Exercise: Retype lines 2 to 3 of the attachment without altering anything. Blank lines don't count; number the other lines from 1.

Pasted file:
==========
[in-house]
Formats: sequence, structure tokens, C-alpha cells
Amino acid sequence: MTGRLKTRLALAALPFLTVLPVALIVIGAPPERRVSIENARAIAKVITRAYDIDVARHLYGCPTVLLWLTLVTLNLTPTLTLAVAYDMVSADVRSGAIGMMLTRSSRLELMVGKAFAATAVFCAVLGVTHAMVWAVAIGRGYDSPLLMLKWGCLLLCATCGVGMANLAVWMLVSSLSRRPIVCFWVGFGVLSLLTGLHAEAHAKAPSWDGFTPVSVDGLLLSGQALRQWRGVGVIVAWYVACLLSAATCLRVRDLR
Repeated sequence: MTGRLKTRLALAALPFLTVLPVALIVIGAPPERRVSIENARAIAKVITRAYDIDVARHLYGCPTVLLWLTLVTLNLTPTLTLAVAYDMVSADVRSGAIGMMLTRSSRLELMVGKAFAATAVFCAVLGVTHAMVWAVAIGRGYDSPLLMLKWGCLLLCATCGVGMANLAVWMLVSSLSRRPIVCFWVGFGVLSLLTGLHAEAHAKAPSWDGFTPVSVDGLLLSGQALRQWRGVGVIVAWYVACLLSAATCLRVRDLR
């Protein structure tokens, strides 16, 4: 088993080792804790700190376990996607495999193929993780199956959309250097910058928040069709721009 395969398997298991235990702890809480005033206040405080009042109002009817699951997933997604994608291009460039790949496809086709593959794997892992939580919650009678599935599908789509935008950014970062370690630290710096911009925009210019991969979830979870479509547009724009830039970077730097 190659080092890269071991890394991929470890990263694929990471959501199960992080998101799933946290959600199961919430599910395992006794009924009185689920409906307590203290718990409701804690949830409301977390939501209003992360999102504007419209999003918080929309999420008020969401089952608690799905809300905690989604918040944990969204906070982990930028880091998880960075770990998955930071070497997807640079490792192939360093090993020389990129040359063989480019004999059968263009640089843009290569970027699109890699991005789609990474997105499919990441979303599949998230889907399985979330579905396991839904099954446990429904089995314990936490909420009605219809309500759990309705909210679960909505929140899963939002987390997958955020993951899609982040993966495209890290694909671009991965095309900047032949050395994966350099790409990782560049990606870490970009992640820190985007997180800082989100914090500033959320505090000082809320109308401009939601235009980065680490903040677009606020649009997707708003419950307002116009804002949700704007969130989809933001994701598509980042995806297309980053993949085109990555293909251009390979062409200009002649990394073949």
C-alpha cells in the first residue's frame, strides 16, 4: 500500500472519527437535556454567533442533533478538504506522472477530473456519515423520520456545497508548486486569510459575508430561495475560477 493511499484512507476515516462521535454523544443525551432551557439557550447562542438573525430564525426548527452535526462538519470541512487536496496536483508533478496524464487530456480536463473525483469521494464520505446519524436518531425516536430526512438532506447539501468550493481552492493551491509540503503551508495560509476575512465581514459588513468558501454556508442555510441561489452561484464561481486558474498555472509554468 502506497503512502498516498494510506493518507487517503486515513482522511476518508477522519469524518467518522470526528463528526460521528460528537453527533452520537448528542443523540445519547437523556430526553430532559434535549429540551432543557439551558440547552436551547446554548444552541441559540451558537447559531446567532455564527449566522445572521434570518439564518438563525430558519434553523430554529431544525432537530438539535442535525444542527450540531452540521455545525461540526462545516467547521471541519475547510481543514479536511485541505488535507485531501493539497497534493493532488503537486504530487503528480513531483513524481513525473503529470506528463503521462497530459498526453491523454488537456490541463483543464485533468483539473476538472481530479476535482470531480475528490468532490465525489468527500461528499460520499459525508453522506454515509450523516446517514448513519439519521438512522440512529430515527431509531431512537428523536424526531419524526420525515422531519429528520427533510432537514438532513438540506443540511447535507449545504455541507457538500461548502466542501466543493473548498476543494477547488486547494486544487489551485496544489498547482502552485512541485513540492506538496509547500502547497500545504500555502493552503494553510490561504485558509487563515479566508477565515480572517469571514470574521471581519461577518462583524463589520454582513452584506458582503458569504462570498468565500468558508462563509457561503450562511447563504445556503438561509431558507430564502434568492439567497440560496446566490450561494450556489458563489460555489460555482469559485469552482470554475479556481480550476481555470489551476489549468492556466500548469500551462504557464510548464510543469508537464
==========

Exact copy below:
Formats: sequence, structure tokens, C-alpha cells
Amino acid sequence: MTGRLKTRLALAALPFLTVLPVALIVIGAPPERRVSIENARAIAKVITRAYDIDVARHLYGCPTVLLWLTLVTLNLTPTLTLAVAYDMVSADVRSGAIGMMLTRSSRLELMVGKAFAATAVFCAVLGVTHAMVWAVAIGRGYDSPLLMLKWGCLLLCATCGVGMANLAVWMLVSSLSRRPIVCFWVGFGVLSLLTGLHAEAHAKAPSWDGFTPVSVDGLLLSGQALRQWRGVGVIVAWYVACLLSAATCLRVRDLR